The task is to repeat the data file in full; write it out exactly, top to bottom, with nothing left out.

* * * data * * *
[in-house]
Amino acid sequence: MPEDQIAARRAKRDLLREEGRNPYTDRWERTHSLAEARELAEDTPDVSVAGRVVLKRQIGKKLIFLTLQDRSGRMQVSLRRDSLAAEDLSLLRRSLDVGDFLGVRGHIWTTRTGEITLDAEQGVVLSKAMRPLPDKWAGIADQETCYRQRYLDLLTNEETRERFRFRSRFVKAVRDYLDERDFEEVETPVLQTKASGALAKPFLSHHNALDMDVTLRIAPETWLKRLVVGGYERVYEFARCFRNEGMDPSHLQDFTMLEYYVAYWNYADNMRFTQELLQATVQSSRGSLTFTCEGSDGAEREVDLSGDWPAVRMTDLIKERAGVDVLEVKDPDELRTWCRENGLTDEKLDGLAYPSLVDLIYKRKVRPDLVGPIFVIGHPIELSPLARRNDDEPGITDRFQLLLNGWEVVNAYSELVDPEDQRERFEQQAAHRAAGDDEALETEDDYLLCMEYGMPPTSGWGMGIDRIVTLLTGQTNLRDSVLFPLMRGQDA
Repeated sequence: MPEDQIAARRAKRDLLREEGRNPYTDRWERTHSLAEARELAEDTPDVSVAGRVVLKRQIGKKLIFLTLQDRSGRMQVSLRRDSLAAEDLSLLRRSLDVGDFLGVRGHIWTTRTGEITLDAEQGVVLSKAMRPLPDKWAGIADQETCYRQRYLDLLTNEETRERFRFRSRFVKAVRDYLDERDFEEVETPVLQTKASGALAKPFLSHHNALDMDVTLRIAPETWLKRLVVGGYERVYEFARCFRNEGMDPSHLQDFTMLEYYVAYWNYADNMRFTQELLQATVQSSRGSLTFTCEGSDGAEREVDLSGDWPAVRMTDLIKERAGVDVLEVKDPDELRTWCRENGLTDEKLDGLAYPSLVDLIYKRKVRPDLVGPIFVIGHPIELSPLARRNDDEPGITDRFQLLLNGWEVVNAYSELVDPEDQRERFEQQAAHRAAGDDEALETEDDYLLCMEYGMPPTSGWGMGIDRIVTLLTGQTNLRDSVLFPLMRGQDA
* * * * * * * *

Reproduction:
[in-house]
Amino acid sequence: MPEDQIAARRAKRDLLREEGRNPYTDRWERTHSLAEARELAEDTPDVSVAGRVVLKRQIGKKLIFLTLQDRSGRMQVSLRRDSLAAEDLSLLRRSLDVGDFLGVRGHIWTTRTGEITLDAEQGVVLSKAMRPLPDKWAGIADQETCYRQRYLDLLTNEETRERFRFRSRFVKAVRDYLDERDFEEVETPVLQTKASGALAKPFLSHHNALDMDVTLRIAPETWLKRLVVGGYERVYEFARCFRNEGMDPSHLQDFTMLEYYVAYWNYADNMRFTQELLQATVQSSRGSLTFTCEGSDGAEREVDLSGDWPAVRMTDLIKERAGVDVLEVKDPDELRTWCRENGLTDEKLDGLAYPSLVDLIYKRKVRPDLVGPIFVIGHPIELSPLARRNDDEPGITDRFQLLLNGWEVVNAYSELVDPEDQRERFEQQAAHRAAGDDEALETEDDYLLCMEYGMPPTSGWGMGIDRIVTLLTGQTNLRDSVLFPLMRGQDA
Repeated sequence: MPEDQIAARRAKRDLLREEGRNPYTDRWERTHSLAEARELAEDTPDVSVAGRVVLKRQIGKKLIFLTLQDRSGRMQVSLRRDSLAAEDLSLLRRSLDVGDFLGVRGHIWTTRTGEITLDAEQGVVLSKAMRPLPDKWAGIADQETCYRQRYLDLLTNEETRERFRFRSRFVKAVRDYLDERDFEEVETPVLQTKASGALAKPFLSHHNALDMDVTLRIAPETWLKRLVVGGYERVYEFARCFRNEGMDPSHLQDFTMLEYYVAYWNYADNMRFTQELLQATVQSSRGSLTFTCEGSDGAEREVDLSGDWPAVRMTDLIKERAGVDVLEVKDPDELRTWCRENGLTDEKLDGLAYPSLVDLIYKRKVRPDLVGPIFVIGHPIELSPLARRNDDEPGITDRFQLLLNGWEVVNAYSELVDPEDQRERFEQQAAHRAAGDDEALETEDDYLLCMEYGMPPTSGWGMGIDRIVTLLTGQTNLRDSVLFPLMRGQDA